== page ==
Funding roundup

Riverside City College students get hands-on training at the college’s virtual hospital. RCC recently received a grant for its STEM/Nursing Health Science Pathway. (Photo: RCC)

Several community colleges were awarded Susan Harwood federal safety and health training grants through the U.S. Department of Labor’s Occupational Safety and Health Administration  (OSHA). The grants will allow organizations to provide training to help workers and employers recognize serious workplace hazards, implement injury prevention measures, and understand their rights and responsibilities under the OSHA law.

El Paso Community College in Texas received $111,519 to provide chemical hazards/hazard communication training to 600 employers and workers in the general and construction industries. The training will focus on youths, minorities and those with low English proficiency.

South Carolina’s Greenville Technical College will use its grant funding to offer fall prevention training, while Mohawk Valley Community College (New York) will focus on warehousing hazards training for those in the warehousing industry. South Arkansas Community College’s personal protective equipment (PPE) training related to chemicals and petrochemicals will help small business contractors.

Other community college grant recipients include Harper College (Illinois) and Western Iowa Tech Community College.

In total, approximately $10.5 million in grant funding was awarded to 79 nonprofit organizations nationwide.

California

Riverside City College (RCC) will use a five-year, $1.7 million College and Career Access Pathways Grant from the California Community Colleges Chancellor’s Office for its STEM/Nursing Health Science Pathway. RCC will recruit and educate underrepresented student groups to become nurses. College officials expect nearly 1,500 students from area high schools to participate through dual enrollment. Students will take one college course each semester, beginning in spring 2020 and additional RCC classes for a year after high school.

“The STEM/Nursing Pathway will introduce a career and industry focus for students beginning on the first day of the 9th grade and will continue throughout the six years of the program by infusing workplace skills and industry content into academic courses,” said Scott Herrick, associate professor in the life sciences department.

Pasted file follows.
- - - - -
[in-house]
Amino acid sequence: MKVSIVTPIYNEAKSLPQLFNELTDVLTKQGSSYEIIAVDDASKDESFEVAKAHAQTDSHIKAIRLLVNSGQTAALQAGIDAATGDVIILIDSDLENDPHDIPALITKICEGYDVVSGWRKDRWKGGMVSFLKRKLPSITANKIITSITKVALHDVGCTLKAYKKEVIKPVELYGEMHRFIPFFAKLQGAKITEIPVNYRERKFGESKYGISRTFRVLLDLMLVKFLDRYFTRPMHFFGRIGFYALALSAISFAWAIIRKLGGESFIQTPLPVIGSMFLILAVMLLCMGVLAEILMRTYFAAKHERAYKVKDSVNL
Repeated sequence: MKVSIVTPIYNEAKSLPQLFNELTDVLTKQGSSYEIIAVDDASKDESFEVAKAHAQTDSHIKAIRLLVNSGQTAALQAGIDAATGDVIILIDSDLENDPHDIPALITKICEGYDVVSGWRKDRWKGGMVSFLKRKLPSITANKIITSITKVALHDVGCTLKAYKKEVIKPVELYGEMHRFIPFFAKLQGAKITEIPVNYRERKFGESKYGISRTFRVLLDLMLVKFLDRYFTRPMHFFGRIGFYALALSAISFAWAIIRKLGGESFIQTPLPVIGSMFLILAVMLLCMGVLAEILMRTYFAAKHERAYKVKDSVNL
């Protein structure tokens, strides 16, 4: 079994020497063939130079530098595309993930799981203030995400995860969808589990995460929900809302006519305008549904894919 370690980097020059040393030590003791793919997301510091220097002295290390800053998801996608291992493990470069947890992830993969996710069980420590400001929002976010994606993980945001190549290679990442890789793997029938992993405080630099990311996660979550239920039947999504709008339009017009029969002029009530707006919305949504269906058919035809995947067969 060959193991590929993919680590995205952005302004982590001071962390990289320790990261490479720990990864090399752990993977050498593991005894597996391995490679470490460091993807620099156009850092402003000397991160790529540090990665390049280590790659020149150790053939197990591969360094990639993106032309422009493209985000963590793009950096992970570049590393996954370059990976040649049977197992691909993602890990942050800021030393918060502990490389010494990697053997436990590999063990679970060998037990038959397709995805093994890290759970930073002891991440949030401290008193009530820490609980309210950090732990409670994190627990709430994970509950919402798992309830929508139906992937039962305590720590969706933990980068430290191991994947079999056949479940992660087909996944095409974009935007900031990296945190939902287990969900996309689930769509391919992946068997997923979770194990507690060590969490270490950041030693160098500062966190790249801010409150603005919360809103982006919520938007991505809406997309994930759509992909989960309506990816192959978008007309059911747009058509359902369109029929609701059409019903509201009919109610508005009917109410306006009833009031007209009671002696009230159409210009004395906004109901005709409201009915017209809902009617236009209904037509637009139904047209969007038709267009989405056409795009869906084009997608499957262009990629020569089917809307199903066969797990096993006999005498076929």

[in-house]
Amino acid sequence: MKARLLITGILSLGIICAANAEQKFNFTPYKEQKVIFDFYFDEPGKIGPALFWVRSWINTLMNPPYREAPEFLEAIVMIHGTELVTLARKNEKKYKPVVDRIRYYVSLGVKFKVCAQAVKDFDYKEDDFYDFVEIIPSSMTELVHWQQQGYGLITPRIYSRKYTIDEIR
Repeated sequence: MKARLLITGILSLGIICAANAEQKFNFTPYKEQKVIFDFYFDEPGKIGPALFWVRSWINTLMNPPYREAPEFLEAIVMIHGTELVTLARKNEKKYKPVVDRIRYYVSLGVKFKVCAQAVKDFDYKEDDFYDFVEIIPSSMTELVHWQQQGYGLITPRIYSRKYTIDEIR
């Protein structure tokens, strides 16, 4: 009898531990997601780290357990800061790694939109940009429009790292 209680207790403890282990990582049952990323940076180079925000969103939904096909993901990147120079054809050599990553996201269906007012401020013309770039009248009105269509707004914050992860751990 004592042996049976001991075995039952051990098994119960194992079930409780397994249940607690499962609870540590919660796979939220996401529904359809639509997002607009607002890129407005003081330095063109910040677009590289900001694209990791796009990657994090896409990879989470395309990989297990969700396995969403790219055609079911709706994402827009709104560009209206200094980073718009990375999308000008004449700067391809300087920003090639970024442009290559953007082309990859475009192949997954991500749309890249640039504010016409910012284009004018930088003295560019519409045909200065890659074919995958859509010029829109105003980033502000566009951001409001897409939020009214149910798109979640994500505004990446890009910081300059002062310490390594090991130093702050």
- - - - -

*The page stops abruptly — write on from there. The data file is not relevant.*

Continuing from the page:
Elsewhere in California, the Los Angeles Community College District (LACCD) received a $5,000 donation from Hindu Charities for America (HC4A) to fund five scholarships for students in STEM-related fields at LACCD’s Harbor, Pierce and Valley colleges.

Massachusetts

Holyoke Community College (HCC) health science students will benefit from a $230,068 state grant to buy telehealth equipment and other medical training technology for the college’s Center for Health Education & Simulation. Most of the grant will go towards purchasing three medical simulators – a birthing simulator, pediatric simulator and tracheostomy simulator.

“It’s a really great infusion of dollars to help support our students as we move into all these different learning modalities,” said Clare Lamontagne, HCC dean of health sciences. “We’re really cutting edge to have this telehealth equipment.”

In addition, HCC will buy autoclaves, microscopes, vital signs monitors, IV simulators, sutures and more to enhance its medical assistant program.

Holyoke Community College nursing instructor Kara Moriarty with a student nurse in the HCC Center for Health Education & Simulation. (Photo: HCC)

Michigan

Grand Rapids Community College (GRCC) is partnering with Davenport University on a five-year, $4 million National Science Foundation grant to train and educate the next generation of cybersecurity experts. The funding will provide 28 students with scholarships to cover tuition and education-related fees and living expenses. Graduates are guaranteed a full-time cybersecurity role at a government entity. The scholarship covers the costs of a student’s junior or senior year at Davenport University. It also extends coverage to sophomores at GRCC.

As part of the program, participating students mentor local high school students looking to pursue a career in cybersecurity. Students also have opportunities to attend a national cybersecurity conference and complete a paid summer internship with a federal, state, local or tribal government organization.

South Carolina

Greenville Technical College (GTC) can enhance geriatric education for students thanks to a $4,150 donation from the Foundation for Geriatric Education. GTC will purchase a series of DVDs on dementia for nursing assistant students along with a geriatric simulator and teaching tools for physical therapist assistant and occupational therapy assistant students.

GTC also recently received a $17,500 gift from TD Charitable Foundation. The gift will allow the college’s Financial Education Center to celebrate Financial Literacy Week in October with activities and events to improve students’ financial knowledge and health. The gift also supports BudgetCon, simulation events to be held twice a year. During BudgetCon, students receive the salary that corresponds to their desired career and then “walk” through the expenses of life, including housing, student loan repayment, insurance, food, transportation and more.

About the Author

Tabitha Whissemore
is a contributor to Community College Daily and managing editor of AACC's Community College Journal.